The cost of addiction: Part 3

The signs, symptoms and factors

In part three of our ‘cost of addiction’ series, Moneybags journalist Jessica Anne Wood finds out what the signs and symptoms of addiction are, as well as what factors can lead a person to being more susceptible to an addiction.

 

The signs

For those worried about family or friends who you suspect may be suffering from an addiction, there are a few signs that you can look out for. Some of these are the same among the different types of addictions, while others differ, and in some instances they may not be the result of an addiction at all.

Renate Netzel, a counsellor at LifeLine, points out that there are a number of signs that a person may be suffering from an addiction. “One of many signs would be sleeplessness if the addict is using stimulants. Cancelling dates and appointments which indicates the addict is isolating and withdrawing. Always borrowing money. If the person suffers from memory loss due to drinking. Having been arrested or caught for drunken driving. An addict also may disappear for days and be unreachable. If items disappear from the home (sold to feed a habit). Slurred speech, dilated pupils are just a few of the many signs. Depression and suicide attempts are often part of the addiction cycle as well.”

Tony* is actively involved in Gamblers Anonymous (GA), and is a recovering gambling addict himself. He notes: “If I put myself into the shoes again I would say that a definite first sign is depression, I would also say another sign is arrogance, always tired, if a person has a low self-esteem, a person is normally also very lonely.”

However, Simon Turner, director of Cape Recovery and a recovering alcoholic, emphasises that signs and symptoms of an addiction can vary, and while things like being withdrawn can indicate an addiction, there are two questions that you can ask to identify if you or someone you know is suffering from an addiction.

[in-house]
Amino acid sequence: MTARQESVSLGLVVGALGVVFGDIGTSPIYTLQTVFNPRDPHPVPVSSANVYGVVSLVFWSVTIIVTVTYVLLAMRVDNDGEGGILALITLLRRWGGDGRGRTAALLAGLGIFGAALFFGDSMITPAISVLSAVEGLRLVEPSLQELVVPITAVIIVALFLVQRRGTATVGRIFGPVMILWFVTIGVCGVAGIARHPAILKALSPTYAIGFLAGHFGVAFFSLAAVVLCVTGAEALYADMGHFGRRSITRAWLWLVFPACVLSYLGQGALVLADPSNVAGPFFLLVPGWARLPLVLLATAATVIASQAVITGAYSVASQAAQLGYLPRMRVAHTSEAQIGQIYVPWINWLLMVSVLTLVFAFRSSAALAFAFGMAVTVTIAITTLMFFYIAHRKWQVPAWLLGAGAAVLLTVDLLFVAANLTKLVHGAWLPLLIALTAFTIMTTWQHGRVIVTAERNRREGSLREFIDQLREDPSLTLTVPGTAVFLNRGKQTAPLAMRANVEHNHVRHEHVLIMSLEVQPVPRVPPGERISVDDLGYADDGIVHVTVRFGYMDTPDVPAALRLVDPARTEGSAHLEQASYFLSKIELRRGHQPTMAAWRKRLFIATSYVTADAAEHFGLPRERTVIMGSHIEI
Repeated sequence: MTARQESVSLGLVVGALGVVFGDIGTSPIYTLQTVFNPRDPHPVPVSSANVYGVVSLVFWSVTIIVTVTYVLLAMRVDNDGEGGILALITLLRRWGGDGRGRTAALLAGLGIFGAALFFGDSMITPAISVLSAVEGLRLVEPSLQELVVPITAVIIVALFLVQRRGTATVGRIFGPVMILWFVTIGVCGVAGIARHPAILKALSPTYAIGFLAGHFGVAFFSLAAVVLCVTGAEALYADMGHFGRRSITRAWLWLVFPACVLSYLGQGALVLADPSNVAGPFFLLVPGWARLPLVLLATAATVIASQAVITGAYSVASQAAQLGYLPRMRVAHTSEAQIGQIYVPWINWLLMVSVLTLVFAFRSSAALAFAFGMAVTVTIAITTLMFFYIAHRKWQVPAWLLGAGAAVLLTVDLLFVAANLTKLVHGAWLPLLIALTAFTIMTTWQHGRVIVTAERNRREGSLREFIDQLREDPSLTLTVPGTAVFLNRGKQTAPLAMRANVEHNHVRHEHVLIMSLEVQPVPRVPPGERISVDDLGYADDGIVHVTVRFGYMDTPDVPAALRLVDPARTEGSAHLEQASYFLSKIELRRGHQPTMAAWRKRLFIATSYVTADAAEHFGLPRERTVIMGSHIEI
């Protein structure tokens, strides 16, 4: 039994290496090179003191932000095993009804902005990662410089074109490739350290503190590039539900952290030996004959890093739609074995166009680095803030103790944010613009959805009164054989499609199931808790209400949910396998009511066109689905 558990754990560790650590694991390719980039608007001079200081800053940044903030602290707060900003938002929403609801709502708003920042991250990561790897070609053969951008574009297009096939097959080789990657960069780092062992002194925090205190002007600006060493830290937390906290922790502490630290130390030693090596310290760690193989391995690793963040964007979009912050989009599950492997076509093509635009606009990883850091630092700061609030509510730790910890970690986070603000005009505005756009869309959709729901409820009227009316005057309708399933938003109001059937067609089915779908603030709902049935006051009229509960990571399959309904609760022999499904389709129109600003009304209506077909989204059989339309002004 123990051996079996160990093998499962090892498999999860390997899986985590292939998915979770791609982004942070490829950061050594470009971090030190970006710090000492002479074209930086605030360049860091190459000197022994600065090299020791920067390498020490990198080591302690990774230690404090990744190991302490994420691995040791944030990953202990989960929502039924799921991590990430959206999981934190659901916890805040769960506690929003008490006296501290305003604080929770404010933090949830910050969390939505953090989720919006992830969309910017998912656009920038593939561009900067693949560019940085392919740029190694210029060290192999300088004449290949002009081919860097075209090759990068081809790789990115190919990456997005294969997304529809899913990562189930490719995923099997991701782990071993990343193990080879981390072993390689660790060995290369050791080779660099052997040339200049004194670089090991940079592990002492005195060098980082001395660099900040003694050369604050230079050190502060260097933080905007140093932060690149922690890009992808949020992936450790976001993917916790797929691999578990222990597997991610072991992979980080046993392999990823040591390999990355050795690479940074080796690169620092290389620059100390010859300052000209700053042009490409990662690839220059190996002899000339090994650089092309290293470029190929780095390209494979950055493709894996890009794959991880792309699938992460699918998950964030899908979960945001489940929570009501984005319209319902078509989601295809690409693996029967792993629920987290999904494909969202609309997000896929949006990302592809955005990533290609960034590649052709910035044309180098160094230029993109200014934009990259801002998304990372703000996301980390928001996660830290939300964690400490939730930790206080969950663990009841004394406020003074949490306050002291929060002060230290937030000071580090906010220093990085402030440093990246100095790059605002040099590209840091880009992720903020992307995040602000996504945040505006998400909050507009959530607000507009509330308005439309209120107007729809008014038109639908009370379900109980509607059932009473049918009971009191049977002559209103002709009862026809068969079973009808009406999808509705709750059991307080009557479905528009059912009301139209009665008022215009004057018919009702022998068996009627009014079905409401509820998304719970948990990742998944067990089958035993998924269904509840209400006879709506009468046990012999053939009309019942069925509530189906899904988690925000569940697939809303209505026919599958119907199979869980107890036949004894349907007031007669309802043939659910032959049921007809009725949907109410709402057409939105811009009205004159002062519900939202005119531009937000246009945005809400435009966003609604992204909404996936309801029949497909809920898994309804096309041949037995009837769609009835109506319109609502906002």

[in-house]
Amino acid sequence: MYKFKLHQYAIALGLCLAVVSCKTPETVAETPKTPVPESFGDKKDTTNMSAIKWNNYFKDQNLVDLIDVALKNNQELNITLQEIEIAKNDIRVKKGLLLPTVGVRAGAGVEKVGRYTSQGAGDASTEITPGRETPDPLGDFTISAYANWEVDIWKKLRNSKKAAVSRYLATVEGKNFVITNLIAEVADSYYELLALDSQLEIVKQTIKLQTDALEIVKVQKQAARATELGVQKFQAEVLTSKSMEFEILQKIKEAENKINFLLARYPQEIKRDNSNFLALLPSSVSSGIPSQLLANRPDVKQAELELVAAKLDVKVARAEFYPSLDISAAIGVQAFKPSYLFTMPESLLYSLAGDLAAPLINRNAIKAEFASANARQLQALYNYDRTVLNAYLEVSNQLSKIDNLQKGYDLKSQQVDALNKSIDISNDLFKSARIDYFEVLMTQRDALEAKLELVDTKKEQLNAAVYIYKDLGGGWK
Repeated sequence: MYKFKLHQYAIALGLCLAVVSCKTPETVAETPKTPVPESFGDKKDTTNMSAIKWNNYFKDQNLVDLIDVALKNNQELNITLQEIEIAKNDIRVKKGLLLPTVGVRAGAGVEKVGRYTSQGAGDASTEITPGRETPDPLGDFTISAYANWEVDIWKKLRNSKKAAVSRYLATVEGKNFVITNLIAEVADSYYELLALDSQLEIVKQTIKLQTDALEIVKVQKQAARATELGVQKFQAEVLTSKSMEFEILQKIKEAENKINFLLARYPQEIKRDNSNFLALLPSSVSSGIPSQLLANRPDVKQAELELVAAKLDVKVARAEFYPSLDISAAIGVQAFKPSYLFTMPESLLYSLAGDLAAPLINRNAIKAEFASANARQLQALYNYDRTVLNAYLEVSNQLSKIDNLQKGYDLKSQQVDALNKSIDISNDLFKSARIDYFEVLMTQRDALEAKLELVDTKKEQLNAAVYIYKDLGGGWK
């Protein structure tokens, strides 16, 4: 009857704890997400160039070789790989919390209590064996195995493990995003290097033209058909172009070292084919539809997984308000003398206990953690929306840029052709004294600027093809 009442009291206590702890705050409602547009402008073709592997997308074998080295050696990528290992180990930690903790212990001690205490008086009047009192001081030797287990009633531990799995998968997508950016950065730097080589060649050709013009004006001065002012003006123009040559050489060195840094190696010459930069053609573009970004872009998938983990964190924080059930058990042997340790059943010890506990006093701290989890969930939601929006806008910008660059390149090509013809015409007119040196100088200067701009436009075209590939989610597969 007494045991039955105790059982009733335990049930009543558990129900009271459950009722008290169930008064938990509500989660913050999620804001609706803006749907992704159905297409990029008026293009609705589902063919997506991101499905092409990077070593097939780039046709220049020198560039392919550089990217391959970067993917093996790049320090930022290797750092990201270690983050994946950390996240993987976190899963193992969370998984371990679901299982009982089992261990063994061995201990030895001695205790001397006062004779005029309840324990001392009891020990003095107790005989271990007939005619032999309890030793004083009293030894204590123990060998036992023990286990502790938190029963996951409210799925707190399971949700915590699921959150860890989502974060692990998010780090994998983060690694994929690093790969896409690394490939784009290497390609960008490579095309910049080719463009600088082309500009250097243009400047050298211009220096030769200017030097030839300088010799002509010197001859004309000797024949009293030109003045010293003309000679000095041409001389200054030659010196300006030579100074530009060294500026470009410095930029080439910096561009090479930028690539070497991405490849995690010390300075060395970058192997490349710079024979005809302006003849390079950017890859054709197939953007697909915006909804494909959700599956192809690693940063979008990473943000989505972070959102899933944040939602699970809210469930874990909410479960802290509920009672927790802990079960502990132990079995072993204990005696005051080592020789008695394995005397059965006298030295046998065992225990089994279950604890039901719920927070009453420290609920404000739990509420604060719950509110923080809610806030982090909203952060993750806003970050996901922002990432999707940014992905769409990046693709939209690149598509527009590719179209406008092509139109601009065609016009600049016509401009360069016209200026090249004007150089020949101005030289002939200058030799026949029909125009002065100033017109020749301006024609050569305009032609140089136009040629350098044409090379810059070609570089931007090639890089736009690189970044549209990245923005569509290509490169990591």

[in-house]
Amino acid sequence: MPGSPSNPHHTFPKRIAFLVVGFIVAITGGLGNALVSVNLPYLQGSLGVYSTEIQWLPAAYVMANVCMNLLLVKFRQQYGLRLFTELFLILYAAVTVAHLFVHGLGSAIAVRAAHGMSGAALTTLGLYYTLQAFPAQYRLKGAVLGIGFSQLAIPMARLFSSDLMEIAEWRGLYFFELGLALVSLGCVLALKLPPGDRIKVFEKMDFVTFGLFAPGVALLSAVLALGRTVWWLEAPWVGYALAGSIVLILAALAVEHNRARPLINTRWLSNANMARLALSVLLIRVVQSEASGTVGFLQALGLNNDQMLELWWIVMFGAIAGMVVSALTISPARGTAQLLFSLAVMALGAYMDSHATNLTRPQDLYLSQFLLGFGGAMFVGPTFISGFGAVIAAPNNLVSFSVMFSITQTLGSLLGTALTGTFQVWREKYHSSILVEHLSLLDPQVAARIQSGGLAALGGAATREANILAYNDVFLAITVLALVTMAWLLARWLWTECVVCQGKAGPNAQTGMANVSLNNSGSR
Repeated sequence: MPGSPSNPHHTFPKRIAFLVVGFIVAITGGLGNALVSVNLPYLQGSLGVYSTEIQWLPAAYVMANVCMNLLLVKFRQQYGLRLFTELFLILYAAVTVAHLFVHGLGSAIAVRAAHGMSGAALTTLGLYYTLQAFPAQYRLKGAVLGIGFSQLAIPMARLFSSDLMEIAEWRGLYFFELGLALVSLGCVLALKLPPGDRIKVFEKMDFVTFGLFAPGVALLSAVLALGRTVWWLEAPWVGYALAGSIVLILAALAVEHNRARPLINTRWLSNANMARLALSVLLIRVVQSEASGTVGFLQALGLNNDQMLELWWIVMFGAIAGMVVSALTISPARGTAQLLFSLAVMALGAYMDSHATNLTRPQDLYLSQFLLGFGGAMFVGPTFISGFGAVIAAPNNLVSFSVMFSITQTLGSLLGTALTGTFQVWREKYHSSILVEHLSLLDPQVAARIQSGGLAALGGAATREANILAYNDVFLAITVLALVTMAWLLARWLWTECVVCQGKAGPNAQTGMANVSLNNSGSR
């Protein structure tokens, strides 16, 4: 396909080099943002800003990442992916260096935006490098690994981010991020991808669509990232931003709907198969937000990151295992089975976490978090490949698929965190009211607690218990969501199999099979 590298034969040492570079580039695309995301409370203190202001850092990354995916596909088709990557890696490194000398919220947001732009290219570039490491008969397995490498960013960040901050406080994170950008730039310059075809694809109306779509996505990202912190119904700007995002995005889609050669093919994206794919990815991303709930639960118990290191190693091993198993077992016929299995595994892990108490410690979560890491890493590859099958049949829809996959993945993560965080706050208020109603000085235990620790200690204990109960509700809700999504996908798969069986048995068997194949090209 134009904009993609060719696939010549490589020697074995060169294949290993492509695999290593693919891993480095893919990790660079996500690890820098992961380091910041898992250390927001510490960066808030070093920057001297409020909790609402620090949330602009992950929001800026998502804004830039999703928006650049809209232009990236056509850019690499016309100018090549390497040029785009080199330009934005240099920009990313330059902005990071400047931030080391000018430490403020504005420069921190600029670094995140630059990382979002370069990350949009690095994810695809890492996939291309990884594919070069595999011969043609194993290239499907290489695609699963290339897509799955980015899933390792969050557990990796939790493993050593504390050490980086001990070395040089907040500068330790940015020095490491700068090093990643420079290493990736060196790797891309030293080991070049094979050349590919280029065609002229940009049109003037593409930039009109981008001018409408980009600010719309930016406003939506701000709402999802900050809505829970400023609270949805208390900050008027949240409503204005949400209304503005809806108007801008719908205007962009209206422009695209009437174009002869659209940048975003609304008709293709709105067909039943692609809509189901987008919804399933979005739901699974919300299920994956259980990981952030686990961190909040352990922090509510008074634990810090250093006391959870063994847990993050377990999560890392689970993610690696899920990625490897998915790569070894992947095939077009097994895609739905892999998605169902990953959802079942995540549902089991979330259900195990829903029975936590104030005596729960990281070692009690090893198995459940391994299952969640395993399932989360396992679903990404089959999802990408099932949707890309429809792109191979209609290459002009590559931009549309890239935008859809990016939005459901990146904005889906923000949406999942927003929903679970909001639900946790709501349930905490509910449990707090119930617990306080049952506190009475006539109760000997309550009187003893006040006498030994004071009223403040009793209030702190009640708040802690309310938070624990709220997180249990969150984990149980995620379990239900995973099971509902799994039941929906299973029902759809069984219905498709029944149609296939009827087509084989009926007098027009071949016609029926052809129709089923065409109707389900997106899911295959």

1. How is it affecting your life? – In other words, is the addiction taking over other parts of your life, how is it affecting your behaviour? Turner highlights that “addiction is all about behaviour.”
  2. Is it affecting your life to the point where another area of your life is suffering?

 

The NRGP website lists a number of signs that you can look out for to see if you or someone you know might be suffering from a gambling addiction. Among the signs lists on the website are:

  • Money related signs, such as unaccountable dent or borrowing, unpaid bills, secret bank accounts, and money or assets disappearing.
  • Interpersonal issues, such as behavioural changes including moodiness and inexplicable anger, depression, secretiveness, depression and decreased contact with friends.
  • Time related signs, including disappearing for extended periods of time without an explanation, and taking sick days and days off often.
  • Control and/or manipulation issues.

 

Quintin van Kerken, chief executive officer of Anti Drug Alliance South Africa, is a recovering drug addict and an anti-drug campaigner. He points out that rather than talking about signs of an addiction, he prefers to look at behaviour. According to van Kerken, his organisation deals with thousands of addicts on a monthly basis, and every time it is their behaviour of that gives the addict away. Some of the questions that you can ask when looking at behaviour include: